Compare to 12.2% (the total of “Wanted cheaper housing,” “Lost job,” and “Foreclosure/evicted”) who are hunting based largely on price, and you can make a pretty clear indication that in today’s market, being the upgrade people want to move into is a strong place to be.

Location, Location, Location

If 16.5% of all people moving are doing so because of a new job/job transfer, to reduce their commute, or because they’re looking for/have just lost a job, you can guess that accessibility is a strong selling point in today’s market. Being able to advertise that you’re minutes away from a major thoroughfare is a strong play, especially if the building is in an otherwise suburban or rural area.

Trend Tracking

If you look over the past few years’ data, you can see a few distinct trends.

  • The number of people across the various “upgrade'”categories mentioned above is decreasing, which most likely means that people are getting comfortable with the situation they’re in.
  • But the number of people who are seeking independence (“Wanted to establish own household,” “Wanted to own, not rent”) is increasing — probably because, as the economy recovers, they feel able to pursue that goal.
  • Finally, pay attention to the small number under the category “retired.” It’s not a lot of the market — but notice that it’s more than doubled in the last three years, from 0.3% to 0.7%. That’s the beginning of a large trend, as the Baby Boomers are hitting retirement age every day, and the number that are choosing to retire per day is predicted to go up and up until 2025. That’s at least a decade of safe-to-predict growth in the “moving because retiring” category — so while it’s not a huge market force today, it’s worth putting in your long-term view and taking into account over the next few years.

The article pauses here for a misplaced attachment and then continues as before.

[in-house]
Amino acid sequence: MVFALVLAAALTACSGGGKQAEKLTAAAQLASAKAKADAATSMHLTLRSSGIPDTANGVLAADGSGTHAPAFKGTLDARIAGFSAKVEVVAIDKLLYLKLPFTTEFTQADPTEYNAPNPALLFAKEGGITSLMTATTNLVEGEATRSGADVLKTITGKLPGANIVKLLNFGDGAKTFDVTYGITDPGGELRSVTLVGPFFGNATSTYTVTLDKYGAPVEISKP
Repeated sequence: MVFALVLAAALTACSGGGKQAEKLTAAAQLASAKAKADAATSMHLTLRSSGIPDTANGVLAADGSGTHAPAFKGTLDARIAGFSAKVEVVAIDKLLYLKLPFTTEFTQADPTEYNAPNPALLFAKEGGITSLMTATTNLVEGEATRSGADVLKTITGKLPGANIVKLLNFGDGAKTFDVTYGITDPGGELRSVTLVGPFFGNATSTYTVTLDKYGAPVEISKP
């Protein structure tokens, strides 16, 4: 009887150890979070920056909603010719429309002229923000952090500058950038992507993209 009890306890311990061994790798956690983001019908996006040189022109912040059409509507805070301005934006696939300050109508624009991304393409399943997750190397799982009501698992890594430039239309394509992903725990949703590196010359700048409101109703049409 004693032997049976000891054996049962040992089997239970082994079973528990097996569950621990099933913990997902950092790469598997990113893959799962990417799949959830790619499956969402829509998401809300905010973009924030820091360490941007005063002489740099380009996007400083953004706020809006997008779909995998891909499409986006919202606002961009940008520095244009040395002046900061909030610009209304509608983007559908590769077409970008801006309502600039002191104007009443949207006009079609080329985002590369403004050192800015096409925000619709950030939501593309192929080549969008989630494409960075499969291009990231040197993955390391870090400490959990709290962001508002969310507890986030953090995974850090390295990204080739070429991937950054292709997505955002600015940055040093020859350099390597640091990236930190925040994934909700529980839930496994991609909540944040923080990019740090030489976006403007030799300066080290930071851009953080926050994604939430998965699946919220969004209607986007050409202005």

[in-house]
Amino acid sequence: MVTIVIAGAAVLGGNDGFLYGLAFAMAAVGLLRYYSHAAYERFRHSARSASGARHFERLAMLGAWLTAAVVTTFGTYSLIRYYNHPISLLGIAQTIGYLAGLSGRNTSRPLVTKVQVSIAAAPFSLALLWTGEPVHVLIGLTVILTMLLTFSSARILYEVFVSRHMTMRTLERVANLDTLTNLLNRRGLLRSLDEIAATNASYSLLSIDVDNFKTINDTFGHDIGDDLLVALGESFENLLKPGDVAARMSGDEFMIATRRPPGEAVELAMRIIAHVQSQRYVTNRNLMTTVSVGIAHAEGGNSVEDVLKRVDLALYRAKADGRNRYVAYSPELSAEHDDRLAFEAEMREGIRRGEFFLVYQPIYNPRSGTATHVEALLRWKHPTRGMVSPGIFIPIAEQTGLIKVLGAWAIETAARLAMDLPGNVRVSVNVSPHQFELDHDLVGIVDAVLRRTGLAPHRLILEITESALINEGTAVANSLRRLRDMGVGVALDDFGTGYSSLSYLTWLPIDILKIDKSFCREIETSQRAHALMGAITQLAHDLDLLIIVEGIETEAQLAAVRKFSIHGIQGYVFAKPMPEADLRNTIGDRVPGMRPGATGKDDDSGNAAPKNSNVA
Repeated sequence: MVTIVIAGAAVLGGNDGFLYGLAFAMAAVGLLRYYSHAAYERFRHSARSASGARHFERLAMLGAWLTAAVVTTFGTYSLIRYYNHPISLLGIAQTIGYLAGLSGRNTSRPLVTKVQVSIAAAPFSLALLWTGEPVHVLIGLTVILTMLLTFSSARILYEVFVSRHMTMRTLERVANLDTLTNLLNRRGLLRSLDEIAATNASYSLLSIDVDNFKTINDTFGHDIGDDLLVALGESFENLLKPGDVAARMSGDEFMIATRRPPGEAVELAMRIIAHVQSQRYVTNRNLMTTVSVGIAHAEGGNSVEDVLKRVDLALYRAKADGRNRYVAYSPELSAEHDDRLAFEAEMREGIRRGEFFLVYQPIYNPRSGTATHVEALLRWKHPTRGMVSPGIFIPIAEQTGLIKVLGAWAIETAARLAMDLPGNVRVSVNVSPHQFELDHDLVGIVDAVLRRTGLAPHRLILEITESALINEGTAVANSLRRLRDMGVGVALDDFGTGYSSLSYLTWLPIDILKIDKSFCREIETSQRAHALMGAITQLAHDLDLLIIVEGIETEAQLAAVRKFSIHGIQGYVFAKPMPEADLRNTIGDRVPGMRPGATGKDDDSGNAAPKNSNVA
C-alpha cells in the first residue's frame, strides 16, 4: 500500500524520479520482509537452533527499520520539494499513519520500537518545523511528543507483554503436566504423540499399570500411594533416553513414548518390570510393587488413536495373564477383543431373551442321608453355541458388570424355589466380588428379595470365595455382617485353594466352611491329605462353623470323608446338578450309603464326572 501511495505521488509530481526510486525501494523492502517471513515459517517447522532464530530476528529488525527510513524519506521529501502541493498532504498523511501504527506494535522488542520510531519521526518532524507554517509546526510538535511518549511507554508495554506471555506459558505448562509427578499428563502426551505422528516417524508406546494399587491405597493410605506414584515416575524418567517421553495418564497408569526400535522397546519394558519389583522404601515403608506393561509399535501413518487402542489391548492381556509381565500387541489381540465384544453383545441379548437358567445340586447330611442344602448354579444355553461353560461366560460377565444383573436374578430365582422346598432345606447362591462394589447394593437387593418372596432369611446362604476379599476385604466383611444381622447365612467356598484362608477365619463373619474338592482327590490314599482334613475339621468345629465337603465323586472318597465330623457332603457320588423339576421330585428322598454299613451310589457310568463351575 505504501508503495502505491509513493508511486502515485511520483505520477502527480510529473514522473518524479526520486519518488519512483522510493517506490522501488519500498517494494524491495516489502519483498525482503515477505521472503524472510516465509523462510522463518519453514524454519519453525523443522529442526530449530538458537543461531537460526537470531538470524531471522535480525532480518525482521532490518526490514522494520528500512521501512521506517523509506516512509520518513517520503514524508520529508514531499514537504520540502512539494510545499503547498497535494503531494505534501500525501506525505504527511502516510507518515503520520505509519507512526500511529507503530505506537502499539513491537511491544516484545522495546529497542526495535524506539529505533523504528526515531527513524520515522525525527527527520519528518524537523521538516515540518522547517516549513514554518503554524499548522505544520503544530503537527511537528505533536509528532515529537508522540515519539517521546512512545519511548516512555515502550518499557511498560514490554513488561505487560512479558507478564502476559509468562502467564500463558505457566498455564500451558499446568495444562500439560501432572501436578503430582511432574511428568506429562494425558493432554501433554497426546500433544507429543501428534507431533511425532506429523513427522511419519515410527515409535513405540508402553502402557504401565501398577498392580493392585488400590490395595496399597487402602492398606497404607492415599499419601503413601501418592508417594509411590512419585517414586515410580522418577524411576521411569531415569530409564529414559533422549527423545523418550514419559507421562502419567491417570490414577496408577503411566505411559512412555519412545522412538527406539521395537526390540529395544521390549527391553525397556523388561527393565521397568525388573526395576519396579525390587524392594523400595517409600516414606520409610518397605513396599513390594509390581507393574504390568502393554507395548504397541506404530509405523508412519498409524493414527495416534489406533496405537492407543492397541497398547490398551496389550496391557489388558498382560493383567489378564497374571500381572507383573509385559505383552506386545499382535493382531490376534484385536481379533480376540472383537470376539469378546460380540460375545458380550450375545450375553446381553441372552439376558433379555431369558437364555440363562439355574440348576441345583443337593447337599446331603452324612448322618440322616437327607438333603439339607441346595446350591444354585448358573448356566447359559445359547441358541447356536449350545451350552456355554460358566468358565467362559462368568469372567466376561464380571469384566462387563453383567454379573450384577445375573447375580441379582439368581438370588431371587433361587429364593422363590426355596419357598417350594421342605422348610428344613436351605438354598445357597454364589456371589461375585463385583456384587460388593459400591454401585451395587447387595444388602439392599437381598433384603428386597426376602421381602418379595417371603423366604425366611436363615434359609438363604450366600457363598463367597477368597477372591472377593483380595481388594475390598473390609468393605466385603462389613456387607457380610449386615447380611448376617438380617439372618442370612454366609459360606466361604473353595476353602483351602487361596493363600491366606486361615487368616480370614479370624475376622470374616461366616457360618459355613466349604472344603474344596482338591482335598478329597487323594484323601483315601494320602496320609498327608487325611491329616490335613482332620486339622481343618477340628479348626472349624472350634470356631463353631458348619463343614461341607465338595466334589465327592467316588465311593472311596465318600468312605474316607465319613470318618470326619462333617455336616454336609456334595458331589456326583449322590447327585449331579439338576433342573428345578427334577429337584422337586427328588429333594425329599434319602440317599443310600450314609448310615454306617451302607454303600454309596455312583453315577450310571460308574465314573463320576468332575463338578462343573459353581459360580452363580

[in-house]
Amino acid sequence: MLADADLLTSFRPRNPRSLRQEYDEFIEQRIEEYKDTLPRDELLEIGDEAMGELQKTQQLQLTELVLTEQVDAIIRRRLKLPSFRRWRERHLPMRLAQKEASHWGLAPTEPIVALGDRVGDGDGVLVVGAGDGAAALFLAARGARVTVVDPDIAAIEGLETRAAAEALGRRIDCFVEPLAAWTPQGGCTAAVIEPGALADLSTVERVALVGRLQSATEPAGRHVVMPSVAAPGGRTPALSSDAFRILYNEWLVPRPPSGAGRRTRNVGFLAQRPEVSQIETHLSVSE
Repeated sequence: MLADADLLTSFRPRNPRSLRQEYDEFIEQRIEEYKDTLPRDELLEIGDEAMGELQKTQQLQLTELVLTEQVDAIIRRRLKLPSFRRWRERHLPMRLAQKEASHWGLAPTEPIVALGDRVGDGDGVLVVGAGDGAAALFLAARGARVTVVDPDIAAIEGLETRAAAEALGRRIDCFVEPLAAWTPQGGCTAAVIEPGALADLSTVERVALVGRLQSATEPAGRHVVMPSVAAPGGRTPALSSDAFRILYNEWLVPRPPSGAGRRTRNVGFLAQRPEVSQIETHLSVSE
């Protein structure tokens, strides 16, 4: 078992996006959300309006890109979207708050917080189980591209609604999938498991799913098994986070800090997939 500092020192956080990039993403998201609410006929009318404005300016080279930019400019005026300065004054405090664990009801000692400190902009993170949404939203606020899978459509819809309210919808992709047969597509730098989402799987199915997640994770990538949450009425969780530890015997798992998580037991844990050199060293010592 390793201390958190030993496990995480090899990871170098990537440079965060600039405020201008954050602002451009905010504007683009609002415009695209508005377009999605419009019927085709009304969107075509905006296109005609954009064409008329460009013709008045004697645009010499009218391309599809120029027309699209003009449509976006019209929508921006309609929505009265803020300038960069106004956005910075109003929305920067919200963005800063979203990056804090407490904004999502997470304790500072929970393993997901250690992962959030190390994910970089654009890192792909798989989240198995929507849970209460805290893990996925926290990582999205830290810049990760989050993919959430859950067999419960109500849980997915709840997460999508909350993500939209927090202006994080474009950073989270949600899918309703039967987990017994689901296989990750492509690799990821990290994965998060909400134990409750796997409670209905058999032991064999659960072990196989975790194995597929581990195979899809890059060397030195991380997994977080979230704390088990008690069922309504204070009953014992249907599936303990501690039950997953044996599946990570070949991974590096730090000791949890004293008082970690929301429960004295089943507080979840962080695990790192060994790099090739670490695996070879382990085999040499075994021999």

Related: How to Find a Tenant in Any Market: A Comprehensive Guide

These numbers and the trends behind them represent one of the high-level strategies that a prepared property investor or manager should be putting effort into. Keep an eye out for similar data in years coming because this is a snapshot of the “big picture” of your market that you can turn into actionable understanding with just a little bit of extra effort.

What trends inform your investing decisions? How do you interpret the above data, and what have you seen in your local market?

Leave a comment below, and let’s talk!